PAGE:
The data in this guide has been assembled and made available for public use as part of the Allegheny County Data Across Sectors for Health (DASH) project. This local DASH project is supported by the Robert Wood Johnson Foundation as part of their national initiative aiming to develop, implement, and evaluate multi-sector data sharing projects addressing a range of public health challenges. As part of this collaboration the Allegheny County Health Department has collected social determinants data from multiple sources in an attempt to improve the cardiovascular health of 1.2 million residents in the county. This data available through DASH not only relates to cardiovascular disease, but a wide variety of issues impacting public health, including human services, economic development, healthcare, and transportation. The lead agency for the DASH project, the Allegheny County Health Department and project partners have agreed to share these datasets publicly as open data. Community members and organizations are free use this data in a number of ways, including supporting the development of personal and organizational projects, conducting research, and fundraising..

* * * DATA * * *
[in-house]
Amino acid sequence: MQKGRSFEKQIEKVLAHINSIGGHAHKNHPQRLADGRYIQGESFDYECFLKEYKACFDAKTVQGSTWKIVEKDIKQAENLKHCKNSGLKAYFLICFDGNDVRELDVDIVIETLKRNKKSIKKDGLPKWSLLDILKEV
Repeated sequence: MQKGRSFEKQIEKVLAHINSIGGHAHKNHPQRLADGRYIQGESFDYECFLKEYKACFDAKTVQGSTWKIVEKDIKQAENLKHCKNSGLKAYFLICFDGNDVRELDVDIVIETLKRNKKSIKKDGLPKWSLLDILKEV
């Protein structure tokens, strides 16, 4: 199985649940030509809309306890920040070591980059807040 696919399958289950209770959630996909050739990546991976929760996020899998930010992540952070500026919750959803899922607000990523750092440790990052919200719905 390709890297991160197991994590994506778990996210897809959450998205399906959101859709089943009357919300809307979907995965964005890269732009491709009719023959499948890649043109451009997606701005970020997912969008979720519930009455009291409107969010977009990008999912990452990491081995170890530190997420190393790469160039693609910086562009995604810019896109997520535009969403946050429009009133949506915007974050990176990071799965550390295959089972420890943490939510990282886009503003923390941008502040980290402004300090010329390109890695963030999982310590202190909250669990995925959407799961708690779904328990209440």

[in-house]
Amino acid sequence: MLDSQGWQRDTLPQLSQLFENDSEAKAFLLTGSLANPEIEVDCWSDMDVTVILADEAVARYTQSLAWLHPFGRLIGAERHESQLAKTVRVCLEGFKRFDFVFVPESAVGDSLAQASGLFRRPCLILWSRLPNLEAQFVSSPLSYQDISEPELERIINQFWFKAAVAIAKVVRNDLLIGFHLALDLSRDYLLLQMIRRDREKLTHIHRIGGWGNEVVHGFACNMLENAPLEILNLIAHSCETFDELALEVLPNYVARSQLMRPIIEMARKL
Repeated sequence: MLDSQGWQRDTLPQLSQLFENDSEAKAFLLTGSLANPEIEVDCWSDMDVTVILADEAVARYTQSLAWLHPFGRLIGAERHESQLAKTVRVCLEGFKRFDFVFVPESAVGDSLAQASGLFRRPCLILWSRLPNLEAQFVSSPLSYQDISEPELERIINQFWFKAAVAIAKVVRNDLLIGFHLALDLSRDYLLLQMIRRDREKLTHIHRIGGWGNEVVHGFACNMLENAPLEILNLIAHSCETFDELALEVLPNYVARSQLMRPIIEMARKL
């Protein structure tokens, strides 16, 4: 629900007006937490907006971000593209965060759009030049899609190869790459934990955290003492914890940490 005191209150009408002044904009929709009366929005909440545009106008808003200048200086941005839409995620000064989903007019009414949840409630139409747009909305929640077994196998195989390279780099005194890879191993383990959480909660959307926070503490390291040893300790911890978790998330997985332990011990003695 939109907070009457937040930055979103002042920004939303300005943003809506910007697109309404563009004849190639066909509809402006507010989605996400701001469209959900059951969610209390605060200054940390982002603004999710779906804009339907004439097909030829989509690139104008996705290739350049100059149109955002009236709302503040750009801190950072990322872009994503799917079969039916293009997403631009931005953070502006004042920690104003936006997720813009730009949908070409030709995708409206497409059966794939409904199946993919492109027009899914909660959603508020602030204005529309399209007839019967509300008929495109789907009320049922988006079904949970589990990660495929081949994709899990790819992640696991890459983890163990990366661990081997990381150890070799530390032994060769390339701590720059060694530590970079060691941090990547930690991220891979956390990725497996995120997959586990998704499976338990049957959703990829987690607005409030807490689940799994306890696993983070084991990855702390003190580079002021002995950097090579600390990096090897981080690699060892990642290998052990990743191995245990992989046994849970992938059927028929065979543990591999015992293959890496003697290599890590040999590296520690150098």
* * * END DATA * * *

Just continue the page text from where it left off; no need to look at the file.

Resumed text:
This guide to property and housing data was created to make it easier to find, understand, and use information about real estate, properties and housing in Allegheny County. This guide is designed to help users find public property and real estate information. The guide also contains information all data users should know about specific datasets. It contains links to tools that help provide access to data, and also includes links to related information such as plans and policies related to real estate and housing.
This guide to Crime, Courts, and Corrections was created to make it easier to find, understand, and use information about public safety in the City of Pittsburgh, and the criminal justice and corrections systems in Allegheny County and the State of Pennsylvania. While public agencies are now sharing a growing amount of data, this information does not have value to most people without context or an understanding of underlying systems, laws, policies, and processes.